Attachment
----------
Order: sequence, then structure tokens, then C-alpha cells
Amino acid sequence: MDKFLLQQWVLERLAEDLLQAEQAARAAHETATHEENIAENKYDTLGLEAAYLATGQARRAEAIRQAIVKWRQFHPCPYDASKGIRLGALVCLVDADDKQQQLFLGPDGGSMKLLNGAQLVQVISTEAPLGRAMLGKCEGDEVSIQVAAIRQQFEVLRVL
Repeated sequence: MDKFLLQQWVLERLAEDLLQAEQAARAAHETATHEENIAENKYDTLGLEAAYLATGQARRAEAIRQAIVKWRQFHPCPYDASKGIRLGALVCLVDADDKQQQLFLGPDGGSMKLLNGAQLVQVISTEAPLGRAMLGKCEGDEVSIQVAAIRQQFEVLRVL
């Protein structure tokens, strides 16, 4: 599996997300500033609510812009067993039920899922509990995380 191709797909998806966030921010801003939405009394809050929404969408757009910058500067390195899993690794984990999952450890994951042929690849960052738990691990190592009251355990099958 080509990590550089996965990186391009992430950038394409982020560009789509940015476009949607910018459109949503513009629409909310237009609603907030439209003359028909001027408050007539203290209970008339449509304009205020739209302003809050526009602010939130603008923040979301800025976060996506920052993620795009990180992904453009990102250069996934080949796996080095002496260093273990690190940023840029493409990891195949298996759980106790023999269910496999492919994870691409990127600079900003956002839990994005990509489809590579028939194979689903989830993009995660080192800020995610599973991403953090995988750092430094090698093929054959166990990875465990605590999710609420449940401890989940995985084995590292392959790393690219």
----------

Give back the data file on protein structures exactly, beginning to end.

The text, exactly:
Order: sequence, then structure tokens, then C-alpha cells
Amino acid sequence: MDKFLLQQWVLERLAEDLLQAEQAARAAHETATHEENIAENKYDTLGLEAAYLATGQARRAEAIRQAIVKWRQFHPCPYDASKGIRLGALVCLVDADDKQQQLFLGPDGGSMKLLNGAQLVQVISTEAPLGRAMLGKCEGDEVSIQVAAIRQQFEVLRVL
Repeated sequence: MDKFLLQQWVLERLAEDLLQAEQAARAAHETATHEENIAENKYDTLGLEAAYLATGQARRAEAIRQAIVKWRQFHPCPYDASKGIRLGALVCLVDADDKQQQLFLGPDGGSMKLLNGAQLVQVISTEAPLGRAMLGKCEGDEVSIQVAAIRQQFEVLRVL
């Protein structure tokens, strides 16, 4: 599996997300500033609510812009067993039920899922509990995380 191709797909998806966030921010801003939405009394809050929404969408757009910058500067390195899993690794984990999952450890994951042929690849960052738990691990190592009251355990099958 080509990590550089996965990186391009992430950038394409982020560009789509940015476009949607910018459109949503513009629409909310237009609603907030439209003359028909001027408050007539203290209970008339449509304009205020739209302003809050526009602010939130603008923040979301800025976060996506920052993620795009990180992904453009990102250069996934080949796996080095002496260093273990690190940023840029493409990891195949298996759980106790023999269910496999492919994870691409990127600079900003956002839990994005990509489809590579028939194979689903989830993009995660080192800020995610599973991403953090995988750092430094090698093929054959166990990875465990605590999710609420449940401890989940995985084995590292392959790393690219």